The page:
A commercially available, nonamplified, nucleic acid probe-based test system (BD Affirm VPIII) was compared with nucleic acid amplification (NAA)-based assays for determining the etiology of vaginitis in a cohort of 323 symptomatic women. First, a semiquantitative, multiplexed PCR assay (BV-PCR) and the Affirm VPIII Gardnerellavaginalis test were compared with a unified bacterial-vaginosis (BV) reference standard incorporating both Nugent Gram stain scores and Amsel clinical criteria. In the evaluable population of 305 patients, BV-PCR was 96.9% (191/197) sensitive and 92.6% specific (100/108) for BV, while Affirm VPIII was 90.1% sensitive (179/197) and 67.6% specific (73/108). Second, a multiplexed PCR assay detecting Candida albicans and Candida glabrata (CAN-PCR) was compared with the Affirm VPIII Candida test using a reference standard for vulvovaginal candidiasis (VVC) of yeast culture plus exclusion of alternate vaginitis etiologies. In the population evaluated (n = 102), CAN-PCR was 97.7% sensitive (42/43) and 93.2% specific (55/59) and Affirm VP III was 58.1% sensitive (25/43) and 100% specific (59/59) for VVC. Finally, the results of a commercial NAA test (GenProbe Aptima Trichomonas vaginalis assay; ATV) for T. vaginalis were compared with the Affirm VPIII Trichomonas vaginalis test. In the absence of an independent reference standard for trichomonal vaginitis (TV), a positive result in either assay was deemed to represent true infection. In the evaluable cohort of 388 patients, the sensitivity of ATV was 98.1% (53/54) versus 46.3% (25/54) for Affirm VPIII. The diagnostic accuracy of the combined NAA-based test construct was approximately 20 to 25% higher than that of the Affirm VPIII when modeled in populations with various prevalences of infectious vaginitis.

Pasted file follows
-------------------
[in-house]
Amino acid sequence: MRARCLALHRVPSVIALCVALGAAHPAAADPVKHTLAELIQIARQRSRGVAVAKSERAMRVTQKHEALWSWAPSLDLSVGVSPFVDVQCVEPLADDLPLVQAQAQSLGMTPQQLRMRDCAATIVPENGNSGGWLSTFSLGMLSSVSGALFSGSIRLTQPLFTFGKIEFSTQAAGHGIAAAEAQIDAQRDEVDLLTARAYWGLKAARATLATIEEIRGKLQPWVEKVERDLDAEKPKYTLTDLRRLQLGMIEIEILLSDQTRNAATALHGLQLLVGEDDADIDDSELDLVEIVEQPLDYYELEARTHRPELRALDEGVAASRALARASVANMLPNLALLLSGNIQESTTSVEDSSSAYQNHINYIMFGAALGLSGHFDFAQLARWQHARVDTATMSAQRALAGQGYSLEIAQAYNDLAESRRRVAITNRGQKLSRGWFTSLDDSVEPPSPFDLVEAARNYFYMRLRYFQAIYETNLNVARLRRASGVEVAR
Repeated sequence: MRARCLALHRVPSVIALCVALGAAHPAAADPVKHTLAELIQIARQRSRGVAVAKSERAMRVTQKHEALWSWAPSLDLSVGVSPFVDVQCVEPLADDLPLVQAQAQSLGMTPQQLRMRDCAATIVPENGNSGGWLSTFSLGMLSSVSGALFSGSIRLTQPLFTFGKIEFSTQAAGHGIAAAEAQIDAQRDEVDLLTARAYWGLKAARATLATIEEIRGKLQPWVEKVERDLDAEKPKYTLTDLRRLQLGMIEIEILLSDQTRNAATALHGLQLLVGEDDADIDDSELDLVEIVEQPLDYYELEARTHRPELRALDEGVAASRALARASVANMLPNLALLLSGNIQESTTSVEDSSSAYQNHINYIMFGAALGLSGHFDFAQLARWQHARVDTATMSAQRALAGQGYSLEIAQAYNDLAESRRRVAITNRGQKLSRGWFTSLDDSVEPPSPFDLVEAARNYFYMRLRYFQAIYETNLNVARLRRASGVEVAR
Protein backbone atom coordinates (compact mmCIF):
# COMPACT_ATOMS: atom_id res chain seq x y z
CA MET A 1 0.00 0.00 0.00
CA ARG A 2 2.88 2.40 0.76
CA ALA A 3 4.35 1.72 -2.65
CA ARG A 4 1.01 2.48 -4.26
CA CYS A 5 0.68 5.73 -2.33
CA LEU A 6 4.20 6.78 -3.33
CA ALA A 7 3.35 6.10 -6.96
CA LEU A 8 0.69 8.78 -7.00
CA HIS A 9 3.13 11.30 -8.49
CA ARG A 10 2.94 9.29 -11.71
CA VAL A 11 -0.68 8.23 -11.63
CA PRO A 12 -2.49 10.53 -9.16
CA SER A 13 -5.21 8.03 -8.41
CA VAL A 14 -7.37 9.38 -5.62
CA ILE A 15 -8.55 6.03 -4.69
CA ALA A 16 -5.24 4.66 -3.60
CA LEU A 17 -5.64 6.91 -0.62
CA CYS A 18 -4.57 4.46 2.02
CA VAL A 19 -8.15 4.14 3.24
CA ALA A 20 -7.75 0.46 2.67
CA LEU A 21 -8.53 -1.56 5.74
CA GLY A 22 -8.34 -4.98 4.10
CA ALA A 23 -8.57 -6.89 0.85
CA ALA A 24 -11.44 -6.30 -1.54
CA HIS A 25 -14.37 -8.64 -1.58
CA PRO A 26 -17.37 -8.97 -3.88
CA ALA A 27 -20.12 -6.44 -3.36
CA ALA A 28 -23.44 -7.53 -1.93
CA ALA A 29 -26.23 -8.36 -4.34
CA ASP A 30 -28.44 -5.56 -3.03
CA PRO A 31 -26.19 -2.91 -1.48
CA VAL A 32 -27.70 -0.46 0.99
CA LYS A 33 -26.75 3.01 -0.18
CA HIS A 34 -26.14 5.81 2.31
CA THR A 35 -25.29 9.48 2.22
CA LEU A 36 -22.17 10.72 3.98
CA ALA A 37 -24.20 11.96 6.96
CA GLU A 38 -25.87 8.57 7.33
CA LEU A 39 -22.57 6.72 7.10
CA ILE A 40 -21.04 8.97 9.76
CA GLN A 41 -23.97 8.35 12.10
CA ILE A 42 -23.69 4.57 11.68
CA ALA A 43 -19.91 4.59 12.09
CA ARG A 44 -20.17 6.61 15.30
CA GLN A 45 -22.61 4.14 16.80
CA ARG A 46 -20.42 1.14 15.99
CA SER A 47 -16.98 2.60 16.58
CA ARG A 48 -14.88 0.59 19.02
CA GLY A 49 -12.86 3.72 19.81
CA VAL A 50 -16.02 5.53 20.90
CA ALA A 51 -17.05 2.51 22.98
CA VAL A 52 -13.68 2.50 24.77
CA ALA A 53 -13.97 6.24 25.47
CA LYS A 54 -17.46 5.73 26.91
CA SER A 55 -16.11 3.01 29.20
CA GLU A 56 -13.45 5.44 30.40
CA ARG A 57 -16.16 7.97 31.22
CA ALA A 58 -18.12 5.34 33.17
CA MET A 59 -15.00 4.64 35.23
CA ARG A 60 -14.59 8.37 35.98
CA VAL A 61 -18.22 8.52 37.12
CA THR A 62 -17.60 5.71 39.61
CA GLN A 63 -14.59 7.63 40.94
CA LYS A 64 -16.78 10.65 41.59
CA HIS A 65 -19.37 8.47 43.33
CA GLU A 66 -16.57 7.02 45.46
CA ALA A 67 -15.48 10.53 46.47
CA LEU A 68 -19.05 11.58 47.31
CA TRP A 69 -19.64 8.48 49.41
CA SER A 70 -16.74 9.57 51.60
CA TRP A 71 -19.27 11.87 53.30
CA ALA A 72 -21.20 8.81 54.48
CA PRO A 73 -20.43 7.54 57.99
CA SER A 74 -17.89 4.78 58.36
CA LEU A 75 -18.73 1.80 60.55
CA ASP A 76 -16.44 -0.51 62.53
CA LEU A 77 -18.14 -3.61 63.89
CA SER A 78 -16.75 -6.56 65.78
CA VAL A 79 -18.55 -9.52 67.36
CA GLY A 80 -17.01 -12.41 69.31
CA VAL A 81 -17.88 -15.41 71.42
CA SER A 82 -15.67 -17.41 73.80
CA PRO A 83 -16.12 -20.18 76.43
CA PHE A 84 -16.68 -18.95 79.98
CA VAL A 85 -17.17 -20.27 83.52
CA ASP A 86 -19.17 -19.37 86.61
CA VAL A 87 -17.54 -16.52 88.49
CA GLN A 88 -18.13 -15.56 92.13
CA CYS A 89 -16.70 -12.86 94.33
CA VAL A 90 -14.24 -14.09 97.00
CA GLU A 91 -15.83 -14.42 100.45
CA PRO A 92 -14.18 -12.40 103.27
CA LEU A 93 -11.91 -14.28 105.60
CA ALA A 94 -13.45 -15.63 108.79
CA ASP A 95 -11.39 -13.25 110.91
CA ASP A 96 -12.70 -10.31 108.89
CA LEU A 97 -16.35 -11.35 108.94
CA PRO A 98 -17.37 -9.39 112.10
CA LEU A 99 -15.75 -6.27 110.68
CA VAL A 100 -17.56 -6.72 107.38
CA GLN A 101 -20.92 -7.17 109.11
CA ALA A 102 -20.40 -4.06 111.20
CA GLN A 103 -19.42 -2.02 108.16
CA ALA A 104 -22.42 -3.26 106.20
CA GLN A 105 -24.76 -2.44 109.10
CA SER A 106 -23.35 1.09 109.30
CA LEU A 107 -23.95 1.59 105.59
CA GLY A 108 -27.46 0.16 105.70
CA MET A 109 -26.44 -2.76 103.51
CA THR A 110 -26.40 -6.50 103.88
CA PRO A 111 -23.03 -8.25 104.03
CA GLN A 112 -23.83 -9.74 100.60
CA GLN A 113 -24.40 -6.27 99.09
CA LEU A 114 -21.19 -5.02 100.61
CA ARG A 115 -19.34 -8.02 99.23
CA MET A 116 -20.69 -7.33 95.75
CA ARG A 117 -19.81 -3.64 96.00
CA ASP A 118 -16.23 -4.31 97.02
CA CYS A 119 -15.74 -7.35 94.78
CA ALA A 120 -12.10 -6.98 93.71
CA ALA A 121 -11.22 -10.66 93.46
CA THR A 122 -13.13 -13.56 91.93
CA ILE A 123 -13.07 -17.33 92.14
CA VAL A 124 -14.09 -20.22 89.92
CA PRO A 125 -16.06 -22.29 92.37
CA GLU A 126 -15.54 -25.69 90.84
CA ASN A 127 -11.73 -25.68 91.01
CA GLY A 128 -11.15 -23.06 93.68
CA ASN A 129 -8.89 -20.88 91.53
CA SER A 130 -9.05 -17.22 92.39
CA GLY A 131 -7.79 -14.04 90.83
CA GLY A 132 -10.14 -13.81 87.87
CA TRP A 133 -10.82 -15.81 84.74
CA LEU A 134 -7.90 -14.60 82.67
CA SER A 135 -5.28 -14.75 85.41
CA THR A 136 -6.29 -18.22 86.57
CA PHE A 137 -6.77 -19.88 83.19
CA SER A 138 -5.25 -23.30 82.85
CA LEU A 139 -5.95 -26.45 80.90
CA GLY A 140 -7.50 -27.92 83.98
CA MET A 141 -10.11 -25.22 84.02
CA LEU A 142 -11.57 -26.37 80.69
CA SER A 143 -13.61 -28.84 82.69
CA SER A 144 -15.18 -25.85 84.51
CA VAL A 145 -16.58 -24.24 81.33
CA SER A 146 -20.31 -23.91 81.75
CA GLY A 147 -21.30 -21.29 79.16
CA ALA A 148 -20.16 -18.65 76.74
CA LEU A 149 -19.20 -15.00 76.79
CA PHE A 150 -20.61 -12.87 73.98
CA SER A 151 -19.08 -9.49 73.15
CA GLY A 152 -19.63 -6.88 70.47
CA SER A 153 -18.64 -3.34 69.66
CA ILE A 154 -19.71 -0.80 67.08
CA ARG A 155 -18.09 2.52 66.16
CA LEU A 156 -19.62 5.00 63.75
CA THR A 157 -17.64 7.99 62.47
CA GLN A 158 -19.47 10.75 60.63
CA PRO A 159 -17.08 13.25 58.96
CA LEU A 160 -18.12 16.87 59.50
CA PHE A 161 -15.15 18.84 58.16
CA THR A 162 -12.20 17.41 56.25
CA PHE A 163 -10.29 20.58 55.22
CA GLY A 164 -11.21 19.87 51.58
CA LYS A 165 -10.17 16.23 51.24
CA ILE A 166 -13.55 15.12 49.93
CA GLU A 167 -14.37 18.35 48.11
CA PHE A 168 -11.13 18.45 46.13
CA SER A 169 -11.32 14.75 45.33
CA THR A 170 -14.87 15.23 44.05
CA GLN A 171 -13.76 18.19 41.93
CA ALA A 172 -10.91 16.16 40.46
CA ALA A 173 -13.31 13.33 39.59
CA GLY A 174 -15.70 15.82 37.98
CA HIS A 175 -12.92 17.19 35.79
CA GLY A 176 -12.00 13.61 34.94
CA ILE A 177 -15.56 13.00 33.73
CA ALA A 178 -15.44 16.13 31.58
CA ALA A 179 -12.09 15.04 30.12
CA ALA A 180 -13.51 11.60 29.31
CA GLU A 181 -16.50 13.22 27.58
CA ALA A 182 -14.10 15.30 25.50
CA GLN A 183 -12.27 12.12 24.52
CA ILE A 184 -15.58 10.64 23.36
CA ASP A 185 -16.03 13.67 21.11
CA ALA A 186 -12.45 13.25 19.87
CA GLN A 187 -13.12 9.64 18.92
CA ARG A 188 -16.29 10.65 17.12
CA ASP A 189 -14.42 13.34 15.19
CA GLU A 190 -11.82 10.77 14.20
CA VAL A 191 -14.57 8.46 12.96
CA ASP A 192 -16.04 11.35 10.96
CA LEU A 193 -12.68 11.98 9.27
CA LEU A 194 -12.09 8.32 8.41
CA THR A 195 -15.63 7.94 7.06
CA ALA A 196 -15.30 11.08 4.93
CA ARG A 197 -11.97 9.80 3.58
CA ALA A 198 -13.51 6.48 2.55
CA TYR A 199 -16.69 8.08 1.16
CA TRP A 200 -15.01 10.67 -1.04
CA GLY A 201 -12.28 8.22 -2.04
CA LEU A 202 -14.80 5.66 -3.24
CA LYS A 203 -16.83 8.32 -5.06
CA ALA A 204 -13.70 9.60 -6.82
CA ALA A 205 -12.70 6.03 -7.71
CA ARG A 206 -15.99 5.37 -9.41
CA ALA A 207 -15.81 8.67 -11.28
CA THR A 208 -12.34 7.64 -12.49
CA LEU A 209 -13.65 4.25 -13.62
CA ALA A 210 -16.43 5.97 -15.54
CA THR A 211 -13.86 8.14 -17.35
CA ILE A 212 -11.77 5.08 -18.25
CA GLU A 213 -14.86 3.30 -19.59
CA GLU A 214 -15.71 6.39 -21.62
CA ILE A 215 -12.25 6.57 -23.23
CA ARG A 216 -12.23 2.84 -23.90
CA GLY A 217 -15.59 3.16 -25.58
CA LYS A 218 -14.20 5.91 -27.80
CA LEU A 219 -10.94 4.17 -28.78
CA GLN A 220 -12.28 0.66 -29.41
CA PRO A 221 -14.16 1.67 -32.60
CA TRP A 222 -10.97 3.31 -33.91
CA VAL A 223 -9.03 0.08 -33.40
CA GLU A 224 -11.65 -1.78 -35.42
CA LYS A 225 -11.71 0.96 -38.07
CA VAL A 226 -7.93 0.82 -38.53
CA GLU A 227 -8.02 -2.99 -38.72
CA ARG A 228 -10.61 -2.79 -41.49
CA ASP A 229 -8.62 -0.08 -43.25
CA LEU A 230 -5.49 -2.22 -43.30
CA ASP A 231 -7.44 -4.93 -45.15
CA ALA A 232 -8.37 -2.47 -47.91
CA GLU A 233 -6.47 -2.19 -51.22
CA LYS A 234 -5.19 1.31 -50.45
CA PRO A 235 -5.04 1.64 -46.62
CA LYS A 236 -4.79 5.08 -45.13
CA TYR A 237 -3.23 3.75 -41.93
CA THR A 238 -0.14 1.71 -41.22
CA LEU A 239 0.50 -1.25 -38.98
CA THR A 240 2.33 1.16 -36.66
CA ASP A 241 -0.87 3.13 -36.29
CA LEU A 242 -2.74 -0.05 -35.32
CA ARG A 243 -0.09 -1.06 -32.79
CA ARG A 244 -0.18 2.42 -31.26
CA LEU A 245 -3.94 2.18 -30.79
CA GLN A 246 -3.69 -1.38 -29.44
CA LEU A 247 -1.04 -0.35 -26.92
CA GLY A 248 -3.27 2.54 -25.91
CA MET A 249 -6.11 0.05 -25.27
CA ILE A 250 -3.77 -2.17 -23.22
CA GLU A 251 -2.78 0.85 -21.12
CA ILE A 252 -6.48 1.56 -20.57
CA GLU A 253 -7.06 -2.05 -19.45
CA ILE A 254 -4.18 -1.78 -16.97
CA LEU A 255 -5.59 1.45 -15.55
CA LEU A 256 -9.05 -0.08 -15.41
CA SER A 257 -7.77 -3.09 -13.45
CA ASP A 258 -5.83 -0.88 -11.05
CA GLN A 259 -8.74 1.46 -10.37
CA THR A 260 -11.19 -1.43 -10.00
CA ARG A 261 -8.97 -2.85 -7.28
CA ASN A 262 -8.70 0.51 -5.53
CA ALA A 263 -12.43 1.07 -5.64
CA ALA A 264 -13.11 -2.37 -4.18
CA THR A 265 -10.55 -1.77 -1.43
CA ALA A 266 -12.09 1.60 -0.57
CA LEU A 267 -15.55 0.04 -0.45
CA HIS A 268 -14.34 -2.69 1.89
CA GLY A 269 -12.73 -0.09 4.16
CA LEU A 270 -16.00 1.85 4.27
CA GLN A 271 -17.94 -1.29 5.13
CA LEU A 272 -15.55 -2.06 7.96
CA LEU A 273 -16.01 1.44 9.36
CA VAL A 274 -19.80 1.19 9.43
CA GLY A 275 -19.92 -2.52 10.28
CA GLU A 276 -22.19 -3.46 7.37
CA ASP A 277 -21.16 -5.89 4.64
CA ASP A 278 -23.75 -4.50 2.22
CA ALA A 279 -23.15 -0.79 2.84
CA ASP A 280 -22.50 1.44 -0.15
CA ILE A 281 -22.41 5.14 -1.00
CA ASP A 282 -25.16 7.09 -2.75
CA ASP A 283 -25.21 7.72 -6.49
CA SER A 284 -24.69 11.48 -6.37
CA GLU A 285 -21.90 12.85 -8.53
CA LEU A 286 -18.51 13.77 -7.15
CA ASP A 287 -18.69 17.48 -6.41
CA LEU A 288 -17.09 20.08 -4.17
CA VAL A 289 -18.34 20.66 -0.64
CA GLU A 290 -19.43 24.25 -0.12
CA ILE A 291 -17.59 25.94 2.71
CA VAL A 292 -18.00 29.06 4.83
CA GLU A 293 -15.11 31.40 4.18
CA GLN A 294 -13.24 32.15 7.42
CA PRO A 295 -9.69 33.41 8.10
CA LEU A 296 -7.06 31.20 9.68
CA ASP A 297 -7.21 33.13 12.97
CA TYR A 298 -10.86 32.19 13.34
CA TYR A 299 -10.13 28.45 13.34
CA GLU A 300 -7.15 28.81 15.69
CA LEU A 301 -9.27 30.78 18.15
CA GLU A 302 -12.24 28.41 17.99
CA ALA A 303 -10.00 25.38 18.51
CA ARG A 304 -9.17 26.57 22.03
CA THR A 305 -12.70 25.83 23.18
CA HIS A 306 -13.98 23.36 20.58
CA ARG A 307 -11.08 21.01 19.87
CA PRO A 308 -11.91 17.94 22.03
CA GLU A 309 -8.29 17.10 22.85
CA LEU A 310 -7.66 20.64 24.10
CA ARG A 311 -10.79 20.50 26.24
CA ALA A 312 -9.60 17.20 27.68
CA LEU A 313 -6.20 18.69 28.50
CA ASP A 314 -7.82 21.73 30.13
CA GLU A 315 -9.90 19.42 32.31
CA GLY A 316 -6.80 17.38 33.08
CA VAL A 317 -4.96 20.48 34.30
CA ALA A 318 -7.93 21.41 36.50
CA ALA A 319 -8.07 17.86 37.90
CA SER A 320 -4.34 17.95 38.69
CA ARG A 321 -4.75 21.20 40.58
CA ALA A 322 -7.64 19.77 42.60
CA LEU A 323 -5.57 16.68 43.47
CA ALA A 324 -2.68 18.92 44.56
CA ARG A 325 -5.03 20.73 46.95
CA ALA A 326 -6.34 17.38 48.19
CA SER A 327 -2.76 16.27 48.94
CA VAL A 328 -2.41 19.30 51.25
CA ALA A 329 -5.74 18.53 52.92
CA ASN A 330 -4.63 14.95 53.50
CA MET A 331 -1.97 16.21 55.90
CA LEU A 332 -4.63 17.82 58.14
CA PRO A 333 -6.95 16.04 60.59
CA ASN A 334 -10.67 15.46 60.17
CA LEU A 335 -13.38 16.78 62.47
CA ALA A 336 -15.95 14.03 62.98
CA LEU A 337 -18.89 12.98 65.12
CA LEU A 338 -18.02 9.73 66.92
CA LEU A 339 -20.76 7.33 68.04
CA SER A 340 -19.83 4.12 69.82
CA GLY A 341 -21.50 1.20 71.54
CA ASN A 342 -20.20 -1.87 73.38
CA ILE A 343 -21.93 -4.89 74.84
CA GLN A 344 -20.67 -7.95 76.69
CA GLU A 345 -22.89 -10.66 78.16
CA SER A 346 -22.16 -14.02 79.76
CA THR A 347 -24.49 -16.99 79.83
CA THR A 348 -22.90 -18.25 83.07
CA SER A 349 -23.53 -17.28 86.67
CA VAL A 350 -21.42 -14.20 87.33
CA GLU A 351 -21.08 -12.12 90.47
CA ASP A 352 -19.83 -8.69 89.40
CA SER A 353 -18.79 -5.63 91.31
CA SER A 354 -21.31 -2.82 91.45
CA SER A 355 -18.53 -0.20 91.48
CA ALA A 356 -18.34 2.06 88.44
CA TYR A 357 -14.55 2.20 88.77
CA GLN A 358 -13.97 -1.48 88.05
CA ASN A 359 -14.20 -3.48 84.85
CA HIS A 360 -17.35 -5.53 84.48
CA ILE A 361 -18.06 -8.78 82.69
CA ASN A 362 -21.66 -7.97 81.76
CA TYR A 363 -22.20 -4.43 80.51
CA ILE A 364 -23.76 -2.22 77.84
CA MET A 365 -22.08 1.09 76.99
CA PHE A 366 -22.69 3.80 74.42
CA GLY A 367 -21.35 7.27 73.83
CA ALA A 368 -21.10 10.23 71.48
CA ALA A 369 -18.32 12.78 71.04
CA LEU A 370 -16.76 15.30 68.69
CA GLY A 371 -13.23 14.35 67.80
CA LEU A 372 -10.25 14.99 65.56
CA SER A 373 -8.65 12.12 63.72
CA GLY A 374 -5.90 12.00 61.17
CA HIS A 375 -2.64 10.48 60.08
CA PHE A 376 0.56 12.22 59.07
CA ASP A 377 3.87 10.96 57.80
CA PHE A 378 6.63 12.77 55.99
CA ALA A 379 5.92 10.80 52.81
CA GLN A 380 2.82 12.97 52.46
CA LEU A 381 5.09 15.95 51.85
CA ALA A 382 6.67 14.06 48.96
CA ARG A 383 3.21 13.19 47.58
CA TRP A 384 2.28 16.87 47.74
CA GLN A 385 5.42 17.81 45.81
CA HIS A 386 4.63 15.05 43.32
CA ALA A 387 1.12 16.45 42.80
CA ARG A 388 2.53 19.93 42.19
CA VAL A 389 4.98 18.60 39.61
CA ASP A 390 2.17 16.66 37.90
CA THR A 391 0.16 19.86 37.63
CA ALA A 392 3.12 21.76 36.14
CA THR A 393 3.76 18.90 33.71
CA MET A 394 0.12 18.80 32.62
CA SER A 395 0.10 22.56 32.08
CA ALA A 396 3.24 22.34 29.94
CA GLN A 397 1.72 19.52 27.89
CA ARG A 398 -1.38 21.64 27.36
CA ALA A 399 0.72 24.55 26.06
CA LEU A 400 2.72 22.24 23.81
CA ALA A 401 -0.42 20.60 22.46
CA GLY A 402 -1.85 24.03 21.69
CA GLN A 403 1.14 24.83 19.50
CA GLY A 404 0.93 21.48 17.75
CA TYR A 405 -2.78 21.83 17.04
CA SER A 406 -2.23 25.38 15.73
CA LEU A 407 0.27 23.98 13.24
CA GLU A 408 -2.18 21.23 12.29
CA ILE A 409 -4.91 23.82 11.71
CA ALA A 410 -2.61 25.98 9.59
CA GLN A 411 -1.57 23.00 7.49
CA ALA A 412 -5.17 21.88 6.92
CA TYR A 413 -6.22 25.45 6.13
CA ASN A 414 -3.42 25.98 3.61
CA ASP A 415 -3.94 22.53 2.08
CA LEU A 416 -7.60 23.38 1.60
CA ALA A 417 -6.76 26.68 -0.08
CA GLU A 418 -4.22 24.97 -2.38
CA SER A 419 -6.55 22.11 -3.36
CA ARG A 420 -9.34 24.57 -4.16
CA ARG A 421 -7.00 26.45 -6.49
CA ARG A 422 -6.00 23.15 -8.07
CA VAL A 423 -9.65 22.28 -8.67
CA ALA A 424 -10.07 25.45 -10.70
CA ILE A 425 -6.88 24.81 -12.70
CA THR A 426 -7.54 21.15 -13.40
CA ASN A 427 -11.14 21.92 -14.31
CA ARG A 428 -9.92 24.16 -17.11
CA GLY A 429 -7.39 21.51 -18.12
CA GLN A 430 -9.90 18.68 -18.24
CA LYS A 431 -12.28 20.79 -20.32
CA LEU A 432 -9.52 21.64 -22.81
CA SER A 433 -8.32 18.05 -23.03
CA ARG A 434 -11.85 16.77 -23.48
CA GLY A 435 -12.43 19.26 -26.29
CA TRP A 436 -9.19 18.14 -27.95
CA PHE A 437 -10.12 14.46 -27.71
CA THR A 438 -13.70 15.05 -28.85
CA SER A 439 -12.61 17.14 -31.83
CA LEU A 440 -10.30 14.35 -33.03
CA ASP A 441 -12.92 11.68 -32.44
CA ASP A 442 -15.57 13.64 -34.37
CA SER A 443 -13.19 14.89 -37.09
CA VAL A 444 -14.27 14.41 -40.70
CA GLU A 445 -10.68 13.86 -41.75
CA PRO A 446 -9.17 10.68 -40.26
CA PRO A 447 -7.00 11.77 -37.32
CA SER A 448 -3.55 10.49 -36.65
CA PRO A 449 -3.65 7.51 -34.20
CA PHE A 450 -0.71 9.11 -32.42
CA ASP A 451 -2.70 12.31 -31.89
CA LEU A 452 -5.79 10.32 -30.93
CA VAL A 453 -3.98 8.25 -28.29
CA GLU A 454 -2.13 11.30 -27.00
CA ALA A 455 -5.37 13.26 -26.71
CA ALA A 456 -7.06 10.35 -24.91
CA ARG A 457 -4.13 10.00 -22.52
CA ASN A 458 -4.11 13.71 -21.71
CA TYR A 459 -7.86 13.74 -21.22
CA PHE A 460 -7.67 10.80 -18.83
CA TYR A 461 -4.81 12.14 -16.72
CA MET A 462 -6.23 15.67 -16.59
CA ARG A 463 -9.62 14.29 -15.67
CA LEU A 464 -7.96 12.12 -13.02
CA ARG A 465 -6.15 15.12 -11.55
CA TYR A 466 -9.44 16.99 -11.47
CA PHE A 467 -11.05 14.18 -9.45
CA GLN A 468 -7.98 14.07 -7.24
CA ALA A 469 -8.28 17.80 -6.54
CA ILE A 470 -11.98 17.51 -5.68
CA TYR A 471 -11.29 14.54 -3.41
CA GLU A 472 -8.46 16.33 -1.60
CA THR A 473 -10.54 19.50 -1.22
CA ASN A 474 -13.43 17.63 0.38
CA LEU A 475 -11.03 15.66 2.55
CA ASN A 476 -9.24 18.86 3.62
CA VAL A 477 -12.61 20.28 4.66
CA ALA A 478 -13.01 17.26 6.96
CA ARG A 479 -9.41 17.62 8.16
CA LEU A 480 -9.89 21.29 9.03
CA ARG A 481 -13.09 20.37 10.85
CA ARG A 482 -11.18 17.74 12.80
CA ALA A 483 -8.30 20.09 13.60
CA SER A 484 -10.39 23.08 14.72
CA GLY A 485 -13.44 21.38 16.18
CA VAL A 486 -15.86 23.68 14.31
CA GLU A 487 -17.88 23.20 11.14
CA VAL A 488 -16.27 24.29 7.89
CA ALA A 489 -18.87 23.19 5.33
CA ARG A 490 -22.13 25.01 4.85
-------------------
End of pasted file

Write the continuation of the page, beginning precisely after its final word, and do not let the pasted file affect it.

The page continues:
PMCID: PMC3889753  PMID: 23985917
3.  Diagnostic Rates Differ on the Basis of the Number of Read Days with the Use of the InPouch Culture System for Trichomonas vaginalis Screening 
Journal of Clinical Microbiology  2013;51(11):3875-3876.
The InPouch Trichomonas vaginalis test is the gold standard for clinical culture for Trichomonas vaginalis screening. The current package insert recommends an examination period of 3 days. After review of 2,499 InPouch tests spanning 13 years, we observed that examination up to 3 days will detect only 82.8% (95% confidence interval [CI], 79.0% to 86.2%) of positive specimens.
PMCID: PMC3889787  PMID: 24006006
4.  Association of ferroportin Q248H polymorphism with elevated levels of serum ferritin in African-Americans in the Hemochromatosis and Iron Overload Screening (HEIRS) Study 
Blood cells, molecules & diseases  2007;38(3):247-252.